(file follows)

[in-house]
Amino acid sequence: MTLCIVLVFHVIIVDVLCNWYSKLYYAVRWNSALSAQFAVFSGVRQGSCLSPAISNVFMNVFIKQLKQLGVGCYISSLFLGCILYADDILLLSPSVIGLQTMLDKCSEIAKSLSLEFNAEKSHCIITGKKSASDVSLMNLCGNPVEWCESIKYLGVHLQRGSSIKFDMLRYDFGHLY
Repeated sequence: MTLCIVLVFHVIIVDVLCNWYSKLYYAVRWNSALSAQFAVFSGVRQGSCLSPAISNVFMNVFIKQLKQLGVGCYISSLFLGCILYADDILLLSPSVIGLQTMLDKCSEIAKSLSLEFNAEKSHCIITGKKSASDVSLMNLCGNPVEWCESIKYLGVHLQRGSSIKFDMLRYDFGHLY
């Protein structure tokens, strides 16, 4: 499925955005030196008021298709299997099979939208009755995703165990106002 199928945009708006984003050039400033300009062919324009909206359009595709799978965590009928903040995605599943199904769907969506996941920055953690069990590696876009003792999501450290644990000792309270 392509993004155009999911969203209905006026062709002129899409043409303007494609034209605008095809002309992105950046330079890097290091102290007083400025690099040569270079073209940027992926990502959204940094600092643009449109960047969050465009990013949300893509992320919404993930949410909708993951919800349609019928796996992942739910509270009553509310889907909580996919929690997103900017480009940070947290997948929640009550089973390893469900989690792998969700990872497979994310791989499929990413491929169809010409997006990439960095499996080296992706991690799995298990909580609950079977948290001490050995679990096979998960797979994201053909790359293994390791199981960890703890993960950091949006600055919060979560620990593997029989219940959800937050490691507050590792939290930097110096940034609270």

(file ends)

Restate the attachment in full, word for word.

[in-house]
Amino acid sequence: MTLCIVLVFHVIIVDVLCNWYSKLYYAVRWNSALSAQFAVFSGVRQGSCLSPAISNVFMNVFIKQLKQLGVGCYISSLFLGCILYADDILLLSPSVIGLQTMLDKCSEIAKSLSLEFNAEKSHCIITGKKSASDVSLMNLCGNPVEWCESIKYLGVHLQRGSSIKFDMLRYDFGHLY
Repeated sequence: MTLCIVLVFHVIIVDVLCNWYSKLYYAVRWNSALSAQFAVFSGVRQGSCLSPAISNVFMNVFIKQLKQLGVGCYISSLFLGCILYADDILLLSPSVIGLQTMLDKCSEIAKSLSLEFNAEKSHCIITGKKSASDVSLMNLCGNPVEWCESIKYLGVHLQRGSSIKFDMLRYDFGHLY
């Protein structure tokens, strides 16, 4: 499925955005030196008021298709299997099979939208009755995703165990106002 199928945009708006984003050039400033300009062919324009909206359009595709799978965590009928903040995605599943199904769907969506996941920055953690069990590696876009003792999501450290644990000792309270 392509993004155009999911969203209905006026062709002129899409043409303007494609034209605008095809002309992105950046330079890097290091102290007083400025690099040569270079073209940027992926990502959204940094600092643009449109960047969050465009990013949300893509992320919404993930949410909708993951919800349609019928796996992942739910509270009553509310889907909580996919929690997103900017480009940070947290997948929640009550089973390893469900989690792998969700990872497979994310791989499929990413491929169809010409997006990439960095499996080296992706991690799995298990909580609950079977948290001490050995679990096979998960797979994201053909790359293994390791199981960890703890993960950091949006600055919060979560620990593997029989219940959800937050490691507050590792939290930097110096940034609270």